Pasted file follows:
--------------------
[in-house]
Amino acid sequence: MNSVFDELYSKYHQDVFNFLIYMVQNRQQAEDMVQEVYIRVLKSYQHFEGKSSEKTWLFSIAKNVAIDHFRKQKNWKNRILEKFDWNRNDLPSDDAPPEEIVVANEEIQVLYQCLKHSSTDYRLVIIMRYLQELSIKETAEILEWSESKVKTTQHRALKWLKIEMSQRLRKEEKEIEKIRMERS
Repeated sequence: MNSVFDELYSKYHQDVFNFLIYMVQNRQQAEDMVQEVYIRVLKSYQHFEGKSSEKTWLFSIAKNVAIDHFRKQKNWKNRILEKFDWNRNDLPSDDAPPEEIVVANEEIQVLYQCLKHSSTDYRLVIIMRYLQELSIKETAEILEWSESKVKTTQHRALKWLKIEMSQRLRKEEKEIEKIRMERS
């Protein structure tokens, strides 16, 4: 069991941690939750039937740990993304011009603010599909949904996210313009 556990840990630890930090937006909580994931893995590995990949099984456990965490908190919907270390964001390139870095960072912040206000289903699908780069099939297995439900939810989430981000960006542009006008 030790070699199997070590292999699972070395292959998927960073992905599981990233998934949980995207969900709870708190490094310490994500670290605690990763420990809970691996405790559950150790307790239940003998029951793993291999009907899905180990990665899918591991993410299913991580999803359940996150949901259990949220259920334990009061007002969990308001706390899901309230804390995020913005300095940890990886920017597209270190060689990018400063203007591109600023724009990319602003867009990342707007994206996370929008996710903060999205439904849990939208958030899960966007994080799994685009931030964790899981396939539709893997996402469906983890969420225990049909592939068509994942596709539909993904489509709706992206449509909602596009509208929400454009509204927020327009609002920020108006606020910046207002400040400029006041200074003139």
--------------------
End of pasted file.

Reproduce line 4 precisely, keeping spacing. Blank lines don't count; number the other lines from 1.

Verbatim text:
């Protein structure tokens, strides 16, 4: 069991941690939750039937740990993304011009603010599909949904996210313009 556990840990630890930090937006909580994931893995590995990949099984456990965490908190919907270390964001390139870095960072912040206000289903699908780069099939297995439900939810989430981000960006542009006008 030790070699199997070590292999699972070395292959998927960073992905599981990233998934949980995207969900709870708190490094310490994500670290605690990763420990809970691996405790559950150790307790239940003998029951793993291999009907899905180990990665899918591991993410299913991580999803359940996150949901259990949220259920334990009061007002969990308001706390899901309230804390995020913005300095940890990886920017597209270190060689990018400063203007591109600023724009990319602003867009990342707007994206996370929008996710903060999205439904849990939208958030899960966007994080799994685009931030964790899981396939539709893997996402469906983890969420225990049909592939068509994942596709539909993904489509709706992206449509909602596009509208929400454009509204927020327009609002920020108006606020910046207002400040400029006041200074003139």